More than a week after the Taliban’s lightning capture of Kabul, American troops are still pushing ahead with an ill-prepared military pullout and a poorly-handled evacuation plan, just as the Taliban warned against prolonging the withdrawal beyond the August 31 deadline.
While the US is weighing its options as to whether or not to stay in Afghanistan beyond the deadline to oversee the evacuations, the Taliban stressed that next week’s cut-off date is a “red line”.
“If the US or UK were to seek additional time to continue evacuations — the answer is no… there would be consequences,” the militant group’s spokesman Suhail Shaheen told Sky News on Monday, adding that any foreign military presence beyond the agreed deadline would be “extending occupation”.
The Taliban took the Afghan capital, Kabul, on August 15, forcing the sitting Afghan president, Ashraf Ghani, to flee.
The unfolding events have given rise to an immensely chaotic situation in and around the Kabul airport, with thousands of Afghan civilians and foreign nationals flooding the gates of the facility to take flights out of the country.
The confusingly risky situation at the airport was brought under the spotlight on Monday when an Afghan guard was killed and three others wounded in a firefight that involved Afghan security forces and unknown attackers. According to Germany’s military, American and German troops were also involved in the firefight.
CNN however reported that Germans and “possibly” US Marines had been involved in a “friendly fire incident” after an unknown sniper opened fire on the Afghans.
A NATO diplomat told Reuters on Tuesday that evacuations were being conducted on a “war footing” as foreign forces tried to meet the deadline.
The White House said some 10,900 people had been airlifted from Kabul during 12 hours on Monday.
The United States has facilitated the evacuation of 48,000 people since August 14.
A administration official told Reuters on Monday that US President Joe Biden would decide on Tuesday whether to extend the deadline.
Beyond the need to evacuate thousands of Americans, citizens of allied countries and Afghans who helped the US military during the war, US Department of Defense officials said it would still take days to fly out the 6,000 troops deployed to assist in the evacuations.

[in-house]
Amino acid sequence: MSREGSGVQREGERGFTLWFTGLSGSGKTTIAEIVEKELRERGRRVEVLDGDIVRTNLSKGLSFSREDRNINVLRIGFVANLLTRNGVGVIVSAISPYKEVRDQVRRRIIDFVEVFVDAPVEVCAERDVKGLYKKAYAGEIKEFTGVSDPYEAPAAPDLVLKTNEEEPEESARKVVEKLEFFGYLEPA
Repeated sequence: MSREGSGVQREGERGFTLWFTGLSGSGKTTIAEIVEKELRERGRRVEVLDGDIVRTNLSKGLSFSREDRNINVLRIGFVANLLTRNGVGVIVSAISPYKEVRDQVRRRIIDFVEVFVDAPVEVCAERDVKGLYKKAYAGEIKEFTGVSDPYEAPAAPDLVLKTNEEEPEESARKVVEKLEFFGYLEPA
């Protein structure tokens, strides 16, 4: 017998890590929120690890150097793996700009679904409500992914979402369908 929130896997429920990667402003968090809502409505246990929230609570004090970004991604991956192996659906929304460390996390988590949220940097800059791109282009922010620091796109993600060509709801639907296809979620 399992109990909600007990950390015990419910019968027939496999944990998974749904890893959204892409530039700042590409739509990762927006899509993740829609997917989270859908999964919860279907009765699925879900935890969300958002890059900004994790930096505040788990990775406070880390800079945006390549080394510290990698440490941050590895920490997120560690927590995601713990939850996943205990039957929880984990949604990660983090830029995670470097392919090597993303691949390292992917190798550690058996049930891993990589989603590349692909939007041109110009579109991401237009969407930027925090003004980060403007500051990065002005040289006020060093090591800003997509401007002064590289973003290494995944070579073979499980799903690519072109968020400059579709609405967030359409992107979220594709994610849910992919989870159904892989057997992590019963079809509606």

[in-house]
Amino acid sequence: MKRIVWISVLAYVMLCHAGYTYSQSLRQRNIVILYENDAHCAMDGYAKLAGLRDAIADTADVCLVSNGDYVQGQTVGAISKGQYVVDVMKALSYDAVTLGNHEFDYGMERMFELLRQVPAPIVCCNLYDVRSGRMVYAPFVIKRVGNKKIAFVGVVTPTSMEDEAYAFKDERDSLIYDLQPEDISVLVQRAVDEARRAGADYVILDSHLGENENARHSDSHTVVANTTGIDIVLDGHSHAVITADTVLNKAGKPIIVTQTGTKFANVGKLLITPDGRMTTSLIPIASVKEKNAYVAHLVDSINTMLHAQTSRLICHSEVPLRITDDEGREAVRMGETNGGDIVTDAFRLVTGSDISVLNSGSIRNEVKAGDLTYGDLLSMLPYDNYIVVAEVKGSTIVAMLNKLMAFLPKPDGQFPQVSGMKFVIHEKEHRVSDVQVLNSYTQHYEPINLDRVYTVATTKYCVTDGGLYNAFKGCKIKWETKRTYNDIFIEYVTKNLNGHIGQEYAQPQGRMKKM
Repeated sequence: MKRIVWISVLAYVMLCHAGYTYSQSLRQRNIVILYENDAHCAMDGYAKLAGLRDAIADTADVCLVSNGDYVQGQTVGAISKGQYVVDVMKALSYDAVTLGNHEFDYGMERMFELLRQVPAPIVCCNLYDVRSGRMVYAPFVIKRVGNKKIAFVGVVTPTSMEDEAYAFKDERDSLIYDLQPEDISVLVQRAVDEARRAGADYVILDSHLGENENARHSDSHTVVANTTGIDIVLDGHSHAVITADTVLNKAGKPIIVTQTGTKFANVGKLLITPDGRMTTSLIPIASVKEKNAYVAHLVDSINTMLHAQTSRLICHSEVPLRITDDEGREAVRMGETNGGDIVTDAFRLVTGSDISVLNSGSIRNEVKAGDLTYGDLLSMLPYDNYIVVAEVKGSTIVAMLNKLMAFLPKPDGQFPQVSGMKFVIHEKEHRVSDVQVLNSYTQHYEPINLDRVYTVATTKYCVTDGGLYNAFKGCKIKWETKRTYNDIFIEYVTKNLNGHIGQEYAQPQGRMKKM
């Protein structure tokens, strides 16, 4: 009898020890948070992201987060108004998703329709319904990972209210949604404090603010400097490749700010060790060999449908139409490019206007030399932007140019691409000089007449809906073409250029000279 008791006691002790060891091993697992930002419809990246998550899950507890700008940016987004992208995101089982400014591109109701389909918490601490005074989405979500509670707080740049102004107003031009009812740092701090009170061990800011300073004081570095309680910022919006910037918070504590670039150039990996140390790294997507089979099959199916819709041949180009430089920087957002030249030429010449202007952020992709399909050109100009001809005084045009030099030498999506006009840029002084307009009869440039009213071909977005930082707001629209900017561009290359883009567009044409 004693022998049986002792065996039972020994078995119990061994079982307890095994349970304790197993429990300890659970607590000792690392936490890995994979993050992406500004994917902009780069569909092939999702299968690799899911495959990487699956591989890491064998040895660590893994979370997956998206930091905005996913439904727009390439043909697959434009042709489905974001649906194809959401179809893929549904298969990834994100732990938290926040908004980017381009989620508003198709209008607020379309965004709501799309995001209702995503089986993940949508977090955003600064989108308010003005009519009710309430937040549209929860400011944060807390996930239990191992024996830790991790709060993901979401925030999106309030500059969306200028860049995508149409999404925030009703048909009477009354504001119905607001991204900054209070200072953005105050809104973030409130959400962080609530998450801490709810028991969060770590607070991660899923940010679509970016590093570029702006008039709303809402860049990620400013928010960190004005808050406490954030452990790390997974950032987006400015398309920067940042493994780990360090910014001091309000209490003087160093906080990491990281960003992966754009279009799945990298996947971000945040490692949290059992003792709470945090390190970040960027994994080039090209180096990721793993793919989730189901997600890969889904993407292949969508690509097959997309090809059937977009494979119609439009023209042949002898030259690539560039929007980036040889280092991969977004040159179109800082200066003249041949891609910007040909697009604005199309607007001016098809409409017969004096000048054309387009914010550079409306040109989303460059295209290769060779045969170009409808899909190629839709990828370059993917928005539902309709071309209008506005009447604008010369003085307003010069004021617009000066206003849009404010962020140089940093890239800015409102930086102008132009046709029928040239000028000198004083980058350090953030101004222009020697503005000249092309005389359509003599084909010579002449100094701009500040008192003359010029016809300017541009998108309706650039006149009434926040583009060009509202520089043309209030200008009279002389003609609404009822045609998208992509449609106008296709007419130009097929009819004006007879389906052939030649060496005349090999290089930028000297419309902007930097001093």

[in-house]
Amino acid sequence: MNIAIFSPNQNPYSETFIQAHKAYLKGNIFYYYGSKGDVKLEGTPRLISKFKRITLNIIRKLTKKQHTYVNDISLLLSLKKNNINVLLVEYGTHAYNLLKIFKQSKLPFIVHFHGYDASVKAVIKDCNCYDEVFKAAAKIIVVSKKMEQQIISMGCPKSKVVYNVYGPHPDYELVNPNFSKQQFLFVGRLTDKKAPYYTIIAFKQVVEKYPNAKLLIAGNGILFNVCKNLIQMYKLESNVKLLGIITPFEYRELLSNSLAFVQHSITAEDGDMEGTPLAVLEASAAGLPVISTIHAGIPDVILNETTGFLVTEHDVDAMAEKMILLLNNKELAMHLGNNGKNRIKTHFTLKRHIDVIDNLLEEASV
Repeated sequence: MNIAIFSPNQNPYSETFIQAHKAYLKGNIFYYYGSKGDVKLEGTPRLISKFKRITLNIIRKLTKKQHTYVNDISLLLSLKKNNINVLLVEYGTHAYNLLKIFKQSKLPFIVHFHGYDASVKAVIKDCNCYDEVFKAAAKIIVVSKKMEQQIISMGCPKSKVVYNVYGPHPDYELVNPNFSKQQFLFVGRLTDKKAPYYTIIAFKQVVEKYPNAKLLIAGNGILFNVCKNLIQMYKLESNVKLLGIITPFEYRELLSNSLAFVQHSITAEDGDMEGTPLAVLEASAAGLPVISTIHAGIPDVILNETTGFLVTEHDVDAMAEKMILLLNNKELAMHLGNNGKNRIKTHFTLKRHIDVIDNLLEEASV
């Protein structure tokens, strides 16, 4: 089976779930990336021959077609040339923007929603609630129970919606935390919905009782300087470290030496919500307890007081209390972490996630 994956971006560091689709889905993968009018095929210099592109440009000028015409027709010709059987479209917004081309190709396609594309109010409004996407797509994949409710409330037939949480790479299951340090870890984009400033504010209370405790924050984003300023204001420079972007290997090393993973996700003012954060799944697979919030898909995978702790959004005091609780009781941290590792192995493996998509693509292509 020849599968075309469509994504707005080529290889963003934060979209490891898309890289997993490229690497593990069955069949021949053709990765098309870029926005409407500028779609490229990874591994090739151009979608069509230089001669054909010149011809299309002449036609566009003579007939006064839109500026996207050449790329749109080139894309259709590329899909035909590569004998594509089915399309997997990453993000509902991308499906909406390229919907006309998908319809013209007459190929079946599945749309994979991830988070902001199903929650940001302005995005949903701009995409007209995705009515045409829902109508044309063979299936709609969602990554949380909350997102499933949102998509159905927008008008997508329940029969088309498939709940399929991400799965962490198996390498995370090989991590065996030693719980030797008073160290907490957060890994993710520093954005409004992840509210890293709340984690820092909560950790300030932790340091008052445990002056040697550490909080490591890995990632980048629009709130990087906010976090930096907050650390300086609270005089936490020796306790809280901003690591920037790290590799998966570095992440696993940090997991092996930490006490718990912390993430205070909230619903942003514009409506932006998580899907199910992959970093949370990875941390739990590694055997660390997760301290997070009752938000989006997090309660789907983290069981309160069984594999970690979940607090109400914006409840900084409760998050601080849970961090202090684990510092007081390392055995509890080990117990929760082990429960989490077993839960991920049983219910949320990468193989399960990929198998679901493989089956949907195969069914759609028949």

Democratic US Representative Adam Schiff, chairman of the House of Representatives Intelligence Committee, ruled out that the possibility of the evacuation being completed in the eight remaining days.
“I think it’s very unlikely given the number of Americans who still need to be evacuated,” Schiff said on Monday.
France’s Foreign Minister Jean-Yves Le Drian on Monday expressed his country’s concern about the August 31 deadline set by the US, saying “More time is needed to complete the current operations.”
According to the French foreign ministry, France has evacuated more than 1,000 Afghans through Abu Dhabi where Paris has a military base.
Germany also said it was in talks with NATO allies and the Taliban to keep Kabul’s airport open for evacuations beyond the deadline.
G7 to discuss Afghan deadline, Taliban recognition
British Defense Secretary Ben Wallace has said that Prime Minister Boris Johnson would raise the issue of a longer presence at a virtual summit of the leaders of the Group of Seven countries on Tuesday.
The United Kingdom, which has over 1,000 armed forces personnel deployed in Kabul, said late on Monday that it has evacuated 7,109 people from Afghanistan since August 13.
However, Wallace told Sky News on Tuesday that he was doubtful there would be an extension “not only because of what the Taliban has said but also if you look at the public statements of President Biden, I think it is unlikely.”
He stressed that “it is definitely worth us all trying and we will.”
The leaders of the United States, Britain, Italy, France, Germany, Canada, and Japan will also discuss whether to recognize or sanction a Taliban government to push the movement to comply with promises to respect women’s rights and international relations at the G7 summit.
“The G7 leaders will agree to coordinate on if, or when to recognize the Taliban,” said one European diplomat, adding, “And they will commit to continue to work closely together.”
The Taliban are currently working on forming a government, but two sources within the group told AFP there would be no announcement on a cabinet until the last US soldier has left the South Asian country.
The Taliban have pledged to quash the local fighters mobilizing in Panjshir Valley, north of Kabul, which remains the lone territory in Afghanistan that has resisted the Taliban takeover.